How can this be? Our cars are safer than ever. We regulate food and water and electricity. Though gangs still prowl our streets, most Americans do not live under the danger of imminent attack. Yet if worry were an Olympic event, we’d win the gold medal!
Citizens in other countries ironically enjoy more tranquility. They experience one-fifth the anxiety levels of Americans, despite having fewer of the basic life necessities. “What’s more, when these less-anxious developing-world citizens immigrate to the United States, they tend to get just as anxious as Americans. Something about our particular way of life, then, is making us less calm and composed.”6
Our college kids are feeling it as well. In a study that involved more than two hundred thousand incoming freshmen, “students reported all-time lows in overall mental health and emotional stability.”7 As psychologist Robert Leahy points out, “The average child today exhibits the same level of anxiety as the average psychiatric patient in the 1950s.”8 Kids have more toys, clothes, and opportunities than ever, but by the time they leave home, they are wrapped tighter than Egyptian mummies.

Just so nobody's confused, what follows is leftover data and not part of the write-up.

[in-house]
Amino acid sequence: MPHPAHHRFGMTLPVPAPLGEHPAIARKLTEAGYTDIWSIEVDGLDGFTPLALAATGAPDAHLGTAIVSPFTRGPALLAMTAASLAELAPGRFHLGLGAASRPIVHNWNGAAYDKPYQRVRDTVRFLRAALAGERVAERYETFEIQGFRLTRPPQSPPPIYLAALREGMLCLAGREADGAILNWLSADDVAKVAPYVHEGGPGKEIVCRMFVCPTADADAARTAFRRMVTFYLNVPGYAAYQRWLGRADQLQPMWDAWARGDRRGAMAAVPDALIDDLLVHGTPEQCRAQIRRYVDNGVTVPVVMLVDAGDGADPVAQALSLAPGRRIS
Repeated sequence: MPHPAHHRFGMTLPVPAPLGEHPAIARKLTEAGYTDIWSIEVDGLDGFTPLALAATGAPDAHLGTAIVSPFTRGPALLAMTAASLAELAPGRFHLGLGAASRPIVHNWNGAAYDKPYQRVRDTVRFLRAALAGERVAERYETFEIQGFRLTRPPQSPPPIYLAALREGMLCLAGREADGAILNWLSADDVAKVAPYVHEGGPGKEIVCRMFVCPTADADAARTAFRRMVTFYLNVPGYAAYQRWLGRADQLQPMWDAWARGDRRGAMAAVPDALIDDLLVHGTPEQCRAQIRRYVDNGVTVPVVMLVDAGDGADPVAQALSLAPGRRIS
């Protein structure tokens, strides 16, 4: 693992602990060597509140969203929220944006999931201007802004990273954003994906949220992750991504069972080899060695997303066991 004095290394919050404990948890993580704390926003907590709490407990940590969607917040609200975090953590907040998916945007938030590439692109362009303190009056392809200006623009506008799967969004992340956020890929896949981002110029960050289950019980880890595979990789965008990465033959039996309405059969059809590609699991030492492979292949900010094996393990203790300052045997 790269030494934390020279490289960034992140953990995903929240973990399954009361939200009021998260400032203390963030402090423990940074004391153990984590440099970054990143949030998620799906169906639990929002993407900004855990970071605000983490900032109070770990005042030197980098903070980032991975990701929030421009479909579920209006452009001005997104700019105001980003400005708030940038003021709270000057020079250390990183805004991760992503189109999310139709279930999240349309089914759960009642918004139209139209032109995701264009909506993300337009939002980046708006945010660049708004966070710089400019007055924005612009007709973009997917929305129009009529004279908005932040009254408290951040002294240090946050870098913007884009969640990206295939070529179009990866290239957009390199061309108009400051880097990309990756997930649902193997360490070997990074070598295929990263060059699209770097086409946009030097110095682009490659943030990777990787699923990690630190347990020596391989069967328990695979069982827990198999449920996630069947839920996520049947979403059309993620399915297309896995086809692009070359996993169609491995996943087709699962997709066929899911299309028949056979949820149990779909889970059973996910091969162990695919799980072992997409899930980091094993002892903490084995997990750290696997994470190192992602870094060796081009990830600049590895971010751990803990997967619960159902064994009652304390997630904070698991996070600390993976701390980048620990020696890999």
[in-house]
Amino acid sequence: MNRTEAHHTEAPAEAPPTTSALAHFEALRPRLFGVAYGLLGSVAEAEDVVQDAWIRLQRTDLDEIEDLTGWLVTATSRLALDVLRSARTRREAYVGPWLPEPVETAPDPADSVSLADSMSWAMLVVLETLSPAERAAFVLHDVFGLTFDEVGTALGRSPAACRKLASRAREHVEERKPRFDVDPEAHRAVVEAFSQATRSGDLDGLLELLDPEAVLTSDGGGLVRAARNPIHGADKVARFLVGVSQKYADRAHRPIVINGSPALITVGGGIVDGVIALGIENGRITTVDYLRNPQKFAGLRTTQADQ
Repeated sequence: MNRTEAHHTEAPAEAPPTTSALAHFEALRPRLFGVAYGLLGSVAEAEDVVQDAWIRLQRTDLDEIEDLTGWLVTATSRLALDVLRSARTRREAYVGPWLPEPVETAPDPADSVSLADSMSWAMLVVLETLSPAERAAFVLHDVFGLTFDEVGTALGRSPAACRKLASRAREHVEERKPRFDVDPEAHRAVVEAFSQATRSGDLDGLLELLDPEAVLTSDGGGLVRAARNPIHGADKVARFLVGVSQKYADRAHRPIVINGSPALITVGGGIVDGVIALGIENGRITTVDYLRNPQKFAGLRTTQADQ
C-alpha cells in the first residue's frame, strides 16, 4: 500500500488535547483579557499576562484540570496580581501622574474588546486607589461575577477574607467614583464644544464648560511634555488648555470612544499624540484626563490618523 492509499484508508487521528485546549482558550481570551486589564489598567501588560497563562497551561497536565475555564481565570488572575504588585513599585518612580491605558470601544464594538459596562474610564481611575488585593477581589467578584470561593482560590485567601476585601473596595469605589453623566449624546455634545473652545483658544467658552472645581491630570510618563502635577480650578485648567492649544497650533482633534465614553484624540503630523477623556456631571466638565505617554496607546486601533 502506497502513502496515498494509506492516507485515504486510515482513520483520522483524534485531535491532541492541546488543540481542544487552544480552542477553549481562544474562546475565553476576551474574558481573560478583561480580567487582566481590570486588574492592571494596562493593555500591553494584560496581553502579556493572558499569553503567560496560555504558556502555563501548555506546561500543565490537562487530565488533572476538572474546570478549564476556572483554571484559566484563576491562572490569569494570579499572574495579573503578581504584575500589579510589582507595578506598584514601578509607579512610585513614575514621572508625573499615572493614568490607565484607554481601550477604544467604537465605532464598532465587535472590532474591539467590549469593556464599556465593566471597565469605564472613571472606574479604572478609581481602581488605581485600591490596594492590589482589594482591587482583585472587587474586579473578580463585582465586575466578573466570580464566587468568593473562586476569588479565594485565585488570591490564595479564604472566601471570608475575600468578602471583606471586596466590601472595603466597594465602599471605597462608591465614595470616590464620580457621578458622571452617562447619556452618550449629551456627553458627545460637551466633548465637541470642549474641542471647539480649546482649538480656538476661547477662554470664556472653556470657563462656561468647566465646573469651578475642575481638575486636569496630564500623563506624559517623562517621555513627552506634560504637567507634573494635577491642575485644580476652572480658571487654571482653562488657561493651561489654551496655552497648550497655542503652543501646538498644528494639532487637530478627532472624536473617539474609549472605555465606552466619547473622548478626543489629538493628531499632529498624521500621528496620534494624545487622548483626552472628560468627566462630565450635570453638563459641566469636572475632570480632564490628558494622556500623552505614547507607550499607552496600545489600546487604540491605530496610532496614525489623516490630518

We are tense.
Why? What is the cause of our anxiety?
Change, for one thing. Researchers speculate that the Western world’s “environment and social order have changed more in the last thirty years than they have in the previous three hundred”!9 Think what has changed. Technology. The existence of the Internet. Increased warnings about global warming, nuclear war, and terrorist attacks. Changes and new threats are imported into our lives every few seconds thanks to smartphones, TVs, and computer screens. In our grandparents’ generation news of an earthquake in Nepal would reach around the world some days later. In our parents’ day the nightly news communicated the catastrophe. Now it is a matter of minutes. We’ve barely processed one crisis, and then we hear of another.